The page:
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I’ve started sending out a short monthly newsletter that will highlight the best of the previous month’s posts. If you’d like to sign up, click on the link in the upper-right-hand corner of my blog. Or just email me at grubin, then the “at” sign, then gretchenrubin dot com. No need to write anything more than “newsletter” in the subject line. I’ll add your name to the list.

The happiness of a new family tradition: Restaurant Night.

One of my resolutions is “Cultivate rituals and traditions.” We recently started a delightful new one (I’ve decided that “new tradition” is no oxymoron in our house.)

It’s called “Restaurant Night.” The Big Girl suggested it a few weeks ago, and we’ve done it twice, and it was a huge hit.

Our Restaurant Night in Saturday; in New York City, at least among the people I know, adults make nighttime plans during the week, and spend the weekend evenings with their family. This seemed odd to me at first; in Kansas City, adults mostly go out on Fridays and Saturdays.

So from now on, every Saturday night, we figure out what kind of “restaurant” we will be. For our first restaurant – Italian – the Big Man and the girls made pizza. We set the table properly (somewhat unusual for us). I got out a few votive candles — candles go a long way to establishing a “restaurant” atmosphere — and some red and white checked tin trays that have an Italian feel. The Big Girl made a menu and decorated a blackboard sign with the restaurant name, “La Nina.” The Little Girl and I stayed in character as customers for the whole evening, while the Big Man acted as customer/chef and the Big Girl was waitress/customer. We even changed our clothes to dress up (the Little Girl chose to wear a princess costume).

The second Restaurant Night had a Mexican theme: the restaurant was “Hola,” serving salmon tacos.

There were several aspects of Restaurant Night that make it a success.

First, it’s a fun and easy tradition, and traditions enrich family life tremendously.

Second, the game makes it easier to enforce good manners and helpful table courtesy. The Big Girl as Waitress was happy to jump up and fill people’s water glasses.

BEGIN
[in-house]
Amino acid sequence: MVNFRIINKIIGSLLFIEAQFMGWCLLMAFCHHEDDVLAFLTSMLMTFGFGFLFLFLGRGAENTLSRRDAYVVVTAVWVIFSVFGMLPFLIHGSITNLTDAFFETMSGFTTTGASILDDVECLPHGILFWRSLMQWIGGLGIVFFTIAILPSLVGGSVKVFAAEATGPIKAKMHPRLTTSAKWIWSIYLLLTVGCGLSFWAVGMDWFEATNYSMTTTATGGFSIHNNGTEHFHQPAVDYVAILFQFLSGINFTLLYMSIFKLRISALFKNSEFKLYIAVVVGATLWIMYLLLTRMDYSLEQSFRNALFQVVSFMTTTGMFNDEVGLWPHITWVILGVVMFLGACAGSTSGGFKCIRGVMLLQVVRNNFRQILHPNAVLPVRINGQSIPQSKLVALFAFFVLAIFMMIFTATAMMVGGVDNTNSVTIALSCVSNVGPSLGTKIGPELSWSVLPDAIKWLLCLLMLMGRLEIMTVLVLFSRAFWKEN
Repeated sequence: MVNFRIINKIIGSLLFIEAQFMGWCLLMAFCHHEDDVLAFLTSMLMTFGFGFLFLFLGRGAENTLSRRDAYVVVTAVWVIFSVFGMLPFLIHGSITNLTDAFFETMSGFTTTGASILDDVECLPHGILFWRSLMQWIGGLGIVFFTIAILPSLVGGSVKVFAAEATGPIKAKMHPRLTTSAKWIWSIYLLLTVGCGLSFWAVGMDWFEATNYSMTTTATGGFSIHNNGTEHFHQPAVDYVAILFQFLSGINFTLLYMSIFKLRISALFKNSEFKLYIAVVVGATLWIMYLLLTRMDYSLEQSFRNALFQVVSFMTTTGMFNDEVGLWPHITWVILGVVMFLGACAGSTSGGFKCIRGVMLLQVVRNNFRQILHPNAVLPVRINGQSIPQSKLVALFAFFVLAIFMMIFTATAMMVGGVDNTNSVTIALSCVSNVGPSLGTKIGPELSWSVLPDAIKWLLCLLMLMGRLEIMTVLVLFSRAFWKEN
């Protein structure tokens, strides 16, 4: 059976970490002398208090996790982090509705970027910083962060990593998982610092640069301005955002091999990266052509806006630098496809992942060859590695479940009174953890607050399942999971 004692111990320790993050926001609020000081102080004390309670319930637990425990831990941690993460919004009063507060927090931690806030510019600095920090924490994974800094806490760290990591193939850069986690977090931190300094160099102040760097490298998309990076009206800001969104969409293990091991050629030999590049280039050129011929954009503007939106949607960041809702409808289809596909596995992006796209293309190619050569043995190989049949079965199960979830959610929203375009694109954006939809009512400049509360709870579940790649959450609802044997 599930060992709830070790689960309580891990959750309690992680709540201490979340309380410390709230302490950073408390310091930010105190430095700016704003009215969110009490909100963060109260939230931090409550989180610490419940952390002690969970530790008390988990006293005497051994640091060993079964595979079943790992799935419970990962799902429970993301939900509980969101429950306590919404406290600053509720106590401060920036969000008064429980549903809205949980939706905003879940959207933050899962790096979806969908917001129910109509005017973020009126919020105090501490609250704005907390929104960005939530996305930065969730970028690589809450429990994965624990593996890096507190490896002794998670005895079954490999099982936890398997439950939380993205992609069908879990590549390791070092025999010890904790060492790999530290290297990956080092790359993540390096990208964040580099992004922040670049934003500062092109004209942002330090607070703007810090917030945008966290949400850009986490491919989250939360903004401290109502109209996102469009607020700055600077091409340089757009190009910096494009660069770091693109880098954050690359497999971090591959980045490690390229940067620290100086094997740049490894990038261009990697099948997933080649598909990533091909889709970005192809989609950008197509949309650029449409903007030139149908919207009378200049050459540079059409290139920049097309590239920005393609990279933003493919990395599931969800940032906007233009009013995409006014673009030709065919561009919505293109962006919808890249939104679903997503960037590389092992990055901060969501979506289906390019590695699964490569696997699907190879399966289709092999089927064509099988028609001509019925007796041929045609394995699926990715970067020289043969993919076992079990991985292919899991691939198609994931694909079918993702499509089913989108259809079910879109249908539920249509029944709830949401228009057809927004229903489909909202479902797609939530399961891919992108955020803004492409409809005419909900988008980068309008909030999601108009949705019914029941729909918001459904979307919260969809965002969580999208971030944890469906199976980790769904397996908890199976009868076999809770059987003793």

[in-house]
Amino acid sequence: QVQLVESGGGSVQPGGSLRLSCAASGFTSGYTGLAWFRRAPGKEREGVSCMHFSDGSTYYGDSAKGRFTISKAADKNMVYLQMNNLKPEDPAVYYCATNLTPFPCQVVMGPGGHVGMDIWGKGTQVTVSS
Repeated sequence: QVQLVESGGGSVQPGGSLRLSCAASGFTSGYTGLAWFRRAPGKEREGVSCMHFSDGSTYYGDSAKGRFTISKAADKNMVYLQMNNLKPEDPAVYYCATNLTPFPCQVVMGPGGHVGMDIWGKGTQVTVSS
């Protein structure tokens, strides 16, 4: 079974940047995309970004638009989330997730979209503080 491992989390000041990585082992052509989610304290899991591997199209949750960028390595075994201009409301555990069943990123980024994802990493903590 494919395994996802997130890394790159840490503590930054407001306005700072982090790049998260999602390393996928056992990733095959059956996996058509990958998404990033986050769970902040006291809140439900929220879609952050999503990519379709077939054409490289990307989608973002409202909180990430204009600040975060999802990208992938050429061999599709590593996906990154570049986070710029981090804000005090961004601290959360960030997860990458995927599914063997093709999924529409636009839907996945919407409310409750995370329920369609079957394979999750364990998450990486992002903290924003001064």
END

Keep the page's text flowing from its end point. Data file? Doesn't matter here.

Third, it gives shape to the day. We pick a theme, we pick a specialty food to cook, we pick a few appropriate decorations. That was all it took to make dinner into a MAJOR source of fun for everyone.

Have you found any easy ways to make ordinary activities more fun for your family?

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I always enjoy stopping by Ben Casnocha‘s blog. He has an interesting point of view and links to lots of thought-provoking material.

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I’ve started sending out a short monthly newsletter that will highlight the best of the previous month’s posts. If you’d like to sign up, click on the link in the upper-right-hand corner of my blog. Or just email me at grubin, then the “at” sign, then gretchenrubin dot com. No need to write anything more than “newsletter” in the subject line. I’ll add your name to the list.

YOUR Happiness Project: Don’t say it.

I’m working on my Happiness Project, and you should have one, too! Everyone’s project will look different, but it’s the rare person who can’t benefit. Join in — no need to catch up, just jump in right now. Each Friday’s post will help you think about your own happiness project.

One useful happiness finding is that we tend to regret the things we don’t do much more than the things we do. According to Daniel Gilbert in Stumbling on Happiness, one explanation for this is that when we act, we can comfort ourselves with the thought that we learned a lot, even from a negative experience. It’s harder to make ourselves feel good about inaction.

I think this is generally true, and I often remind myself of this – for example, when I was deciding whether to go to my reunion, I considered the fact that I’d probably regret not going than I’d regret going.

However, there is a MAJOR and CRITICALLY IMPORTANT exception to this rule. And that is the decision to say something rude or mean. DON’T SAY IT. You won’t regret it. This is a place for inaction.

We’ve all heard the saying, “If you can’t say something nice, don’t say anything at all.” This is so, so, so true. I can’t begin to count the times when I’ve said something, or written something, that I wished I could retract. It feels good for a moment to make that snarky comment, but then I bitterly regret it.

This is easier said than done, however.

For example, yesterday, I discovered something that the Big Man had done, out of inattention, that made me very angry.

I called him at work, and said “What have you done??!!” He hadn’t realized what he’d done, so I told him, but then he had to get off the phone for the rest of the day, so we didn’t really have a proper confrontation about it.

No surprise, the Big Man usually isn’t particularly eager to explore his missteps, so I kept thinking, “I’m going to tell him, ‘I need you to admit that this was a big mistake!’” “Just acknowledge that you screwed up!” “What were you thinking, how did this happen?” “This was your responsibility!” etc.

Then it occurred to me – I could say nothing. I’d brought the issue to his attention, and he knew what had happened. Now I could just let it go.

Can I actually do that? I really don’t know. So far, I haven’t said anything more about it, but it has taken superhuman self-control, and I don’t know whether I can keep it up. I’m going to try, however. There’s no real purpose to be served, other than satisfaction of my anger, and having an argument will sour the atmosphere of our house.